Understanding this link could lead to more effective treatments for gut diseases - such as colon cancer, irritable bowel syndrome, Crohn's disease and ulcerative colitis - giving healthcare professionals the ability to target the root cause of these diseases, by regulating and controlling autophagy.
Foods such as pomegranates, red grapes, pears, mushrooms, lentils, soybeans and green peas contain natural compounds which can activate autophagy, helping to prevent inflammation and gut diseases.
In a new paper published in Nature Communications, Dr Nezis and colleagues have identified - for the first time - a protein which is regulated by autophagy. Called Kenny, the protein contains a motif of amino acids that causes itself to be broken down by autophagy. When autophagy is dysfunctional, Kenny accumulates and causes inflammation.
The researchers identified this phenomenon in fruit flies, by turning Kenny fluorescent - so it would be visible - and observing at a microscopic level that the protein was present in the cell where autophagy was occurring.
They also noted that dysfunctional autophagy causes serious inflammation in fruit flies - particularly in the gut - which makes tissue inflamed, causing disease, and making the lifespan of a fruit fly half that of other flies.
To prevent serious diseases of the gut caused by inflammation, Dr Nezis and his colleagues state that it is necessary to find ways to control and regulate autophagy.
Humans are in even more danger from the link between autophagy, inflammation, and a dysfunctional or diseased gut - because our bodies lack the regular motif of amino acids which Kenny uses in fruit flies, making its breakdown by autophagy difficult to control or regulate.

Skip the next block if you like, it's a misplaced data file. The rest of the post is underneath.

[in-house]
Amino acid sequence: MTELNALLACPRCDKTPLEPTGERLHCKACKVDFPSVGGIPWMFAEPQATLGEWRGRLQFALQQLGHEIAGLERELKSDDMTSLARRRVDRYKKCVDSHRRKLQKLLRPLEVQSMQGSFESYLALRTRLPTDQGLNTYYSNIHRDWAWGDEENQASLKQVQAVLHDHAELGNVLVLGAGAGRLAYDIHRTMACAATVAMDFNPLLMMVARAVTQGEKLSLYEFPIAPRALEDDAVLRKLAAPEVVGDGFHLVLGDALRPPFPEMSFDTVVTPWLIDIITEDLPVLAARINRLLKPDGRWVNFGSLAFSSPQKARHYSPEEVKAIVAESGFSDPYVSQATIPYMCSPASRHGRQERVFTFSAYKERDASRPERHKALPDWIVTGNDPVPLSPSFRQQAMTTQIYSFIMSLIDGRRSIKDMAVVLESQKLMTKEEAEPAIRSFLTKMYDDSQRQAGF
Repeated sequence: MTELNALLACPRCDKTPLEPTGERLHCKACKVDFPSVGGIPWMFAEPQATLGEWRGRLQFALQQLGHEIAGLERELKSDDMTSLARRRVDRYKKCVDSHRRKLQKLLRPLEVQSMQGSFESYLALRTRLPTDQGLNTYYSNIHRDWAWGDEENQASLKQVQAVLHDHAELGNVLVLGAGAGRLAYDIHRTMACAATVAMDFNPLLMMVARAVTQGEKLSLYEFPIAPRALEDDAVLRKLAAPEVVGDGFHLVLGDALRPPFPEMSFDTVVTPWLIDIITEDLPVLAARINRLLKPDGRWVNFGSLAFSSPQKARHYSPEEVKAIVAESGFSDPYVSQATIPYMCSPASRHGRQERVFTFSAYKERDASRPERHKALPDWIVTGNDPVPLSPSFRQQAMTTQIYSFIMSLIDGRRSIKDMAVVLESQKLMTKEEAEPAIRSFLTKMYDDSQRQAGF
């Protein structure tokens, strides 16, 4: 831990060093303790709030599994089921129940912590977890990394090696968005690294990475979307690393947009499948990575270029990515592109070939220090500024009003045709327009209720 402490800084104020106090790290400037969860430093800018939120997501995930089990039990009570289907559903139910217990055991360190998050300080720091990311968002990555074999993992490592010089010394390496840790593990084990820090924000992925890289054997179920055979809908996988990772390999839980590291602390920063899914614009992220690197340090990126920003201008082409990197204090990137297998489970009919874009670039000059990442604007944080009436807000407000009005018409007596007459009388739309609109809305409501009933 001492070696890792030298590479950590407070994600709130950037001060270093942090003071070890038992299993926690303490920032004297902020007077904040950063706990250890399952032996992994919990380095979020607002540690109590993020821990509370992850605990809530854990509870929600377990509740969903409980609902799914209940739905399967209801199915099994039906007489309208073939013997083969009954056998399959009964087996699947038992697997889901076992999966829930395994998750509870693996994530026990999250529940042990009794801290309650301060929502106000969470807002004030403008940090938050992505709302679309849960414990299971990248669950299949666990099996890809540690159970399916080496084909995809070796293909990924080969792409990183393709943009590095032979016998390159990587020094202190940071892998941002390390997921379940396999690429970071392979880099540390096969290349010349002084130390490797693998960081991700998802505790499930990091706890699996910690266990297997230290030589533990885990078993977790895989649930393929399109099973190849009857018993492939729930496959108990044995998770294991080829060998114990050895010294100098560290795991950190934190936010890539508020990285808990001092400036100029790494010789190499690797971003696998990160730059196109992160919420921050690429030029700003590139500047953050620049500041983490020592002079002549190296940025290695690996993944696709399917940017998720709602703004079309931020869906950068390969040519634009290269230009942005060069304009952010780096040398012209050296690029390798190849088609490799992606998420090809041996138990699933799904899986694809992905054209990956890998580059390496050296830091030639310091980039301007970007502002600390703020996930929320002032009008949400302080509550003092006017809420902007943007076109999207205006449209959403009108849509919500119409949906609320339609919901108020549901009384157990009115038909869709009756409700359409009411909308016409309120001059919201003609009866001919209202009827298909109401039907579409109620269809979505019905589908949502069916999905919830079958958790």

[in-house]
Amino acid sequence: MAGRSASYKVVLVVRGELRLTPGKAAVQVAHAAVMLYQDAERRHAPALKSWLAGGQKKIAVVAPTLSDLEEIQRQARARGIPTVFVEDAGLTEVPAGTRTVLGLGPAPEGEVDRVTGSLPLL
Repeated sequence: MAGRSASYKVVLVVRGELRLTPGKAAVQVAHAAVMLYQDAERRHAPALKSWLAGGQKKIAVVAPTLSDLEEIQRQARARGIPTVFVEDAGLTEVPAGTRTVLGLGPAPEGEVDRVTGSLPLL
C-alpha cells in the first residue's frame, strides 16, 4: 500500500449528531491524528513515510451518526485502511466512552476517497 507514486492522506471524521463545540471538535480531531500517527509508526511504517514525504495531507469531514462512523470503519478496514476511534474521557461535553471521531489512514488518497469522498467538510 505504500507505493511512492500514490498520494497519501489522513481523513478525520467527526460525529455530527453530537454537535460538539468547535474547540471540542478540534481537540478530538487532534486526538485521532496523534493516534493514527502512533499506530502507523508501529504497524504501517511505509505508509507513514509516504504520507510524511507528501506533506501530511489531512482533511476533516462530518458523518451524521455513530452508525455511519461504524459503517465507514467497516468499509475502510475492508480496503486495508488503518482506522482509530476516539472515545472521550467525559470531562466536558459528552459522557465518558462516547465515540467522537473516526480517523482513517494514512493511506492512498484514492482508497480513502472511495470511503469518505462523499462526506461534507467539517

Dr Ioannis Nezis, the lead author of the research, commented: "Understanding the molecular mechanisms of selective autophagy and inflammation will help to use interventions to activate the autophagic pathway to prevent inflammation and promote healthy well-being during the life course.
"Natural compounds contained in fruits and vegetables like pomegranates, red grapes, pears, mushrooms, lentils, soybeans and green peas have been shown to activate autophagy, therefore inclusion of the above in our diet would help to prevent inflammation and alleviate the symptoms of gut diseases."
Tusco R, Jacomin AC, Jain A, Penman BS, Larsen KB, Johansen T, Nezis IP.
Kenny mediates selective autophagic degradation of the IKK complex to control innate immune responses.
Nat Commun. 2017 Nov 2;8(1):1264. doi: 10.1038/s41467-017-01287-9.